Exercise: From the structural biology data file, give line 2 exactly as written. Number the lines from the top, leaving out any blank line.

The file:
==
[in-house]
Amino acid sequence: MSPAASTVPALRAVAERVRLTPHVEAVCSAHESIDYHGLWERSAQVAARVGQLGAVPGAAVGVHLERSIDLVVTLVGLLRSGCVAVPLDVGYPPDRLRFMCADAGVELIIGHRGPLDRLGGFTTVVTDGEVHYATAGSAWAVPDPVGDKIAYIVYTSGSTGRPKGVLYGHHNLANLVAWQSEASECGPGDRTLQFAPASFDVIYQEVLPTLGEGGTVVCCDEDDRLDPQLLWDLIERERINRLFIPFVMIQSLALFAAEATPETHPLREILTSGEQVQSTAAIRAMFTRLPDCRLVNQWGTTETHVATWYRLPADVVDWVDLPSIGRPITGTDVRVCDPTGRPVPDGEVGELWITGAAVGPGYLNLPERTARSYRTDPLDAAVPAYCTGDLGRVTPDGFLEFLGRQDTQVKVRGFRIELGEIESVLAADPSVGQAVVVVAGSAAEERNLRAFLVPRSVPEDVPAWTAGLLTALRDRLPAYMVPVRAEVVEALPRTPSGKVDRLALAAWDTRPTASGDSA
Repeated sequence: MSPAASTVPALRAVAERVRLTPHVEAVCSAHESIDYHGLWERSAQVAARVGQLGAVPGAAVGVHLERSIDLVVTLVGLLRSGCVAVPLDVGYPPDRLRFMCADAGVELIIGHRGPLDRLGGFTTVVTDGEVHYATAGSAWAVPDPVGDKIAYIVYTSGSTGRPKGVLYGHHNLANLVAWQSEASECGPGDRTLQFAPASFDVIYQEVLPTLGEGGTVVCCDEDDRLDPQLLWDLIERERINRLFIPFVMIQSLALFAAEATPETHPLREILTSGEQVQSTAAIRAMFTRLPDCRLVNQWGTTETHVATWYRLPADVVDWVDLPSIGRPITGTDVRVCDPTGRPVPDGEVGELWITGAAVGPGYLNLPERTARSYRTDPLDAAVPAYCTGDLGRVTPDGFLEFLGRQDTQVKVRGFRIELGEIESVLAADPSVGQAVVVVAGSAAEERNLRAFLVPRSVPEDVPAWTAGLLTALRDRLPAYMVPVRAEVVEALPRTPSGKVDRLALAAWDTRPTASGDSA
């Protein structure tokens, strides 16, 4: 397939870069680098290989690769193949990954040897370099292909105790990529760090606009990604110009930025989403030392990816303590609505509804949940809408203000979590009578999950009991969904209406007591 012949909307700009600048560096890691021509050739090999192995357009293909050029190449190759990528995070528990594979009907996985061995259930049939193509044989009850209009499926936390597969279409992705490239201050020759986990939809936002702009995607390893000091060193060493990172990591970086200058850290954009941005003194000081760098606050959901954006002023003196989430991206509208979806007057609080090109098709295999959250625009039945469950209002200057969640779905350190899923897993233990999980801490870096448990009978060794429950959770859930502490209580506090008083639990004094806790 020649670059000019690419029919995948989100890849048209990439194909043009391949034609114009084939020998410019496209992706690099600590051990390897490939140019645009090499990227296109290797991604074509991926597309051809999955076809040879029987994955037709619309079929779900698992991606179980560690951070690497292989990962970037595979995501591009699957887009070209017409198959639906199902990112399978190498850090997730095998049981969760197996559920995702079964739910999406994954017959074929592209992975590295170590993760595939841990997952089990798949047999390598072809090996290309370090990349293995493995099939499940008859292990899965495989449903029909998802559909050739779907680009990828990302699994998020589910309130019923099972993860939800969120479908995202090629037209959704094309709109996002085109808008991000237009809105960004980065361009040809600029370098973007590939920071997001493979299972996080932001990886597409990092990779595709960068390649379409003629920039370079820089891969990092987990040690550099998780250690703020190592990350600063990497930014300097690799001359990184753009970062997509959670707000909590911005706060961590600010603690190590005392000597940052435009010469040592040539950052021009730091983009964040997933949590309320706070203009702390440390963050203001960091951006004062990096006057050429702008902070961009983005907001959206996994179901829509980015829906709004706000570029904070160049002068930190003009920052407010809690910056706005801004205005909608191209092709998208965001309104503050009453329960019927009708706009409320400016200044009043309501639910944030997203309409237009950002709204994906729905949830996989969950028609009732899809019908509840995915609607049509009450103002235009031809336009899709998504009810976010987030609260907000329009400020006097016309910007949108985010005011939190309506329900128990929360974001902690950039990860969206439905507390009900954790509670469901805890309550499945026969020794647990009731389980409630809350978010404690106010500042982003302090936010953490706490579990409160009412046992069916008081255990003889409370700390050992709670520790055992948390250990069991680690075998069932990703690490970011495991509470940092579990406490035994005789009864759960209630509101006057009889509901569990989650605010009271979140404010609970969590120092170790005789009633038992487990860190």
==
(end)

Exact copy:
Amino acid sequence: MSPAASTVPALRAVAERVRLTPHVEAVCSAHESIDYHGLWERSAQVAARVGQLGAVPGAAVGVHLERSIDLVVTLVGLLRSGCVAVPLDVGYPPDRLRFMCADAGVELIIGHRGPLDRLGGFTTVVTDGEVHYATAGSAWAVPDPVGDKIAYIVYTSGSTGRPKGVLYGHHNLANLVAWQSEASECGPGDRTLQFAPASFDVIYQEVLPTLGEGGTVVCCDEDDRLDPQLLWDLIERERINRLFIPFVMIQSLALFAAEATPETHPLREILTSGEQVQSTAAIRAMFTRLPDCRLVNQWGTTETHVATWYRLPADVVDWVDLPSIGRPITGTDVRVCDPTGRPVPDGEVGELWITGAAVGPGYLNLPERTARSYRTDPLDAAVPAYCTGDLGRVTPDGFLEFLGRQDTQVKVRGFRIELGEIESVLAADPSVGQAVVVVAGSAAEERNLRAFLVPRSVPEDVPAWTAGLLTALRDRLPAYMVPVRAEVVEALPRTPSGKVDRLALAAWDTRPTASGDSA